He will then be able to buy pre-paid cards from private power companies in three denominations: Rs 100, Rs 500 and Rs 1,000. This is proposed to be introduced first in Indore, a city that has the maximum domestic consumption of electricity in the state.

    And how does the consumer know when his power supply is going to end? Once 95 per cent of the electricity that has been paid for is used up, the meter will begin to emit signals, so that the consumer can buy a new pre-paid card.

    The meter will expel the used card immediately after it is fully used. The new card has to be inserted simultaneously if electricity supply is to continue.

    But how does the consumer benefit? Instead of his earlier complaints of high electricity bills, he can now keep a tighter reign.

    Second, consumers won't have to stand in serpentine queues to pay their bills. The pre-paid cards will be sold by private power companies to consumers. Then, of course, on the introduction of this system, consumers won't have to put down a security deposit.


    India has witnessed huge power theft (transmission and distribution losses). A couple of years back state electricity boards recorded transmission and distribution losses of Rs 33,000 crore (Rs 330 billion). This could be one small way of combating the problem.

    Pre-paid electricity cards have been around in Europe since the early 1990s


    Finally, there is an article from a Philippines website, in which both the Nigerian/South African experiences of pre-paid are referred to--and the virtues thereof extolled.

    I think the writer sums it in one when he/she writes:

    A financial manager worth his salt will see the advantages of a prepaid system a kilometer away: just imagine the cash flow benefits it brings, where payments for its service will be made up front, instead of being at the mercy of the traditional billings system. And we haven’t even considered the operational savings it will generate: from the manhours spent in printing the individual statements and distributing these to customers, to disconnecting lines when accounts are not paid by due date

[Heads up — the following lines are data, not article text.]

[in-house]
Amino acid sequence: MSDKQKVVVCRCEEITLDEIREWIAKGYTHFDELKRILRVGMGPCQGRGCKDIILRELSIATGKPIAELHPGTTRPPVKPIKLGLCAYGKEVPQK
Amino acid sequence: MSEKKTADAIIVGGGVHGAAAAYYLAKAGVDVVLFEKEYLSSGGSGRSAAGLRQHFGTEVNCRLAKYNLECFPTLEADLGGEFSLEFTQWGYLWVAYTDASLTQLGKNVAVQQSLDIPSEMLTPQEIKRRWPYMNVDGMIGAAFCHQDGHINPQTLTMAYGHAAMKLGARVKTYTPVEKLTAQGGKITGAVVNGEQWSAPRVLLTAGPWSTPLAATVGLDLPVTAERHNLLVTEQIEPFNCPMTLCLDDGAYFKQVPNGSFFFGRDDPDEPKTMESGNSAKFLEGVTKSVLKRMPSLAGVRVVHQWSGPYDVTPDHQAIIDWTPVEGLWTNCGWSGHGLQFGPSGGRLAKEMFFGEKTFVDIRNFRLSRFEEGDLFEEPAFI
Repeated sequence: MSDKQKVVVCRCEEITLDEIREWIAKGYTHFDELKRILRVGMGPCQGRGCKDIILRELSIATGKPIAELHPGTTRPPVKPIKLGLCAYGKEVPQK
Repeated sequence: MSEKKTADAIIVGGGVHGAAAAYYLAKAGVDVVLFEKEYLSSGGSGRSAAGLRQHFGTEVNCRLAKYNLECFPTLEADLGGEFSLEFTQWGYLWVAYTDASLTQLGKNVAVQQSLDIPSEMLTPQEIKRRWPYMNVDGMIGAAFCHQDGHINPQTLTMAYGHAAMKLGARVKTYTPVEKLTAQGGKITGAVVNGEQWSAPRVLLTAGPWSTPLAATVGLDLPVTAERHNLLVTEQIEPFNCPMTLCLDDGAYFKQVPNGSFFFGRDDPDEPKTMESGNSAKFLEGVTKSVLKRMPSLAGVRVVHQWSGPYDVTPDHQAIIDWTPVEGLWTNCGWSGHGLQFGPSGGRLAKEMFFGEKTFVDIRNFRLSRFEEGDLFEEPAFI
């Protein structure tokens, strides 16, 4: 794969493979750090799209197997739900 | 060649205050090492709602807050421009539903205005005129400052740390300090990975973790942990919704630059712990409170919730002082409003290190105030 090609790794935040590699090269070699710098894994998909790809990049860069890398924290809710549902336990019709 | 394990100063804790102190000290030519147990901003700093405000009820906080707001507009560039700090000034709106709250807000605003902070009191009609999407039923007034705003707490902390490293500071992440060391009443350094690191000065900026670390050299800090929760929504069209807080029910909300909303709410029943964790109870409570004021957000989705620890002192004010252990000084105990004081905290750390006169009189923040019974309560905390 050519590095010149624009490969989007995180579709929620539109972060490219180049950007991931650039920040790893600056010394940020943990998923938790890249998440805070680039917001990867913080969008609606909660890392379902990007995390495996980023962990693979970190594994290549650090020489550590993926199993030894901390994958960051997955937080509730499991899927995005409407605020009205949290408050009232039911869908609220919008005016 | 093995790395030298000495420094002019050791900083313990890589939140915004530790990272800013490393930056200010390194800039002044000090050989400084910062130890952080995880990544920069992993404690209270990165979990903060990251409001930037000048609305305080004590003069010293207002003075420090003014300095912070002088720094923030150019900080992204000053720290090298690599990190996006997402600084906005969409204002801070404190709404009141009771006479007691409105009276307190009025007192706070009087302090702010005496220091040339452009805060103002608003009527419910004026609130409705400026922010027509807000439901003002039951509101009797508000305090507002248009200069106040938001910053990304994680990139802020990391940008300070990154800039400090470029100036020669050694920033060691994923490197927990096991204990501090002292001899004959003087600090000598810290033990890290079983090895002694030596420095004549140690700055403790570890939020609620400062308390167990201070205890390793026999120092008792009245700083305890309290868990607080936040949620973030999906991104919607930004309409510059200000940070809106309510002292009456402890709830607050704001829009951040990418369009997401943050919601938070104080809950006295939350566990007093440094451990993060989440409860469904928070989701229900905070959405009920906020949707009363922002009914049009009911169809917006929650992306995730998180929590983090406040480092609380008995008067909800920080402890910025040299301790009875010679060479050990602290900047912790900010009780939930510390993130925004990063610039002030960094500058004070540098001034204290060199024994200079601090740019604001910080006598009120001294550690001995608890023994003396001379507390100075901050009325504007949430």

To conclude, the evidence is out there--you only need to go and look. Far be it for me to trump Kwami Pianim, whom, in my view, is too neo-liberal a boss for a regulatory agency. This is what I wrote of him in November 2006:

    However – and in Ghana, there is always a challenge to grapple with – utility tariffs have gone up.

    I cannot for the life of me understand the underpinning logic of the Public Utilities Regulatory Commission (PURC) Chairman, Mr.Pianim, claiming that “tariff adjustments will help ease the intense pressure on the national kitty.”

    Check this: Pianim is Chairman of a regulatory utilities commission and he speaks like a free-market man, who believes that competition in the industry is the best way for Ghana’s water and electricity. Just because the government allowed themselves to be hood-winked by the over-balance of perceived "efficiency" of the private sector in water[Rand, water], he believes the same can be applied for electricity?

    What type of vision is this by a CHAIRMAN of a utilities regulator?

    Besides, the logic is flawed: multinational companies are more interested in the efficiency of service delivery than the raising of tariffs, for the sake of it. You can raise the rates all you want, yet when the capital—not to mention the country—experiences sporadic electricity supply as evidenced by my rant last week, when I opined last week that Accra is "in the dark ages", which company is going to be interested in investing in that sort of shoddy and egregious service?

    At least, you've gotta give it to him that he's consistent!

    On a more serious note, we know the evidence: there's a lot of pre-paid metred houses in the country, and to that end, ECG is getting a lot of money. Why not make pre-paid metres de rigeur, and avoid having to raise tariffs by a good 35%? I'll end with what I wrote way back in February this year, because I cannot think of any appropriate manner to end this sordid tale:

    Finally, it just struck my little brain that there are a number of pre-paid electricity meters in estates all over the country. Now, in order to avoid MDAs taking advantage and wasting precious ECG service, might it not be a good idea to remove them from metred electricity onto pre-paid ones, where they would pay upfront?

    Whilst we are ruminating over those questions, might we not think about encouraging ECG to move away from a pitiful page on the Ministry of Energy website to a fully-fledged one like the PURC?!!!